Making things political

Authored by: Nina Eliasoph , Paul Lichterman

Routledge Handbook of Cultural Sociology

Print publication date:  October  2018
Online publication date:  November  2018

Print ISBN: 9781138288621
eBook ISBN: 9781315267784
Adobe ISBN:

10.4324/9781315267784-50

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Abstract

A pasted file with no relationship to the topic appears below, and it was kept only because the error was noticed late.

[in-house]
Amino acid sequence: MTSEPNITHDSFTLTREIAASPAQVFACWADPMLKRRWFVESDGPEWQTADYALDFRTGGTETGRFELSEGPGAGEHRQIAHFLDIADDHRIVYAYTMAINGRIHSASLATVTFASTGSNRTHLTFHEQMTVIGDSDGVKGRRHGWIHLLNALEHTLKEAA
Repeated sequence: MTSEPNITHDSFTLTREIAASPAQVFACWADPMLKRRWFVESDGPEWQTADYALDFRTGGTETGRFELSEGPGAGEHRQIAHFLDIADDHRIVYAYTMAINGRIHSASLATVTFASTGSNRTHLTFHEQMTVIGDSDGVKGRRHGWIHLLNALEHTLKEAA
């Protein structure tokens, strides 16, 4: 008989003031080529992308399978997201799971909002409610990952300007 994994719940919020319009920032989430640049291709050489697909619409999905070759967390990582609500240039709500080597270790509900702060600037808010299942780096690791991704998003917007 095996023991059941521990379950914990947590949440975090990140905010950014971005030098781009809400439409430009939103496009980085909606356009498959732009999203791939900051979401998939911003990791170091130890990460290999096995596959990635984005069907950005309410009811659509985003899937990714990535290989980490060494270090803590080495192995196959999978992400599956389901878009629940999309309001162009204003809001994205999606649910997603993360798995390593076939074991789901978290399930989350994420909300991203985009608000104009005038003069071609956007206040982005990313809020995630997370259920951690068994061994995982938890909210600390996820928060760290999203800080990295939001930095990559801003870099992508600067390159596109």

While asking “who wields power over whom” is crucial, researchers need to take a prior step, to ask how people politicize or depoliticize other people, relationships, ideas, or institutions. Through what shared methods does politicizing or depoliticizing happen? Those methods, central to political culture, involve two combined kinds of political-cultural work: actors use shared if often contested moral vocabularies and/or narratives to characterize political acts and relationships. Those discourses become fully meaningful, in turn, as actors coordinate interaction in social scenes, guided by implicit understandings of “what we are doing here.” Scene style is participants’ implicit way of coordinating action and defining the meaning of action in a scene. A society’s political life hosts a finite number of scene styles. Focusing especially on scene style, the chapter reveals methods by which people make things political, drawing illustrations from church-based community service groups and youth civic engagement projects. Different methods afford different openings for politicized expression that could neither be predicted simply by actors’ social location nor understood purely in terms of domination and resistance. By focusing on how actors make things political, researchers may grasp globally varied, patterned ways that political action inhabits different institutions and social spaces.

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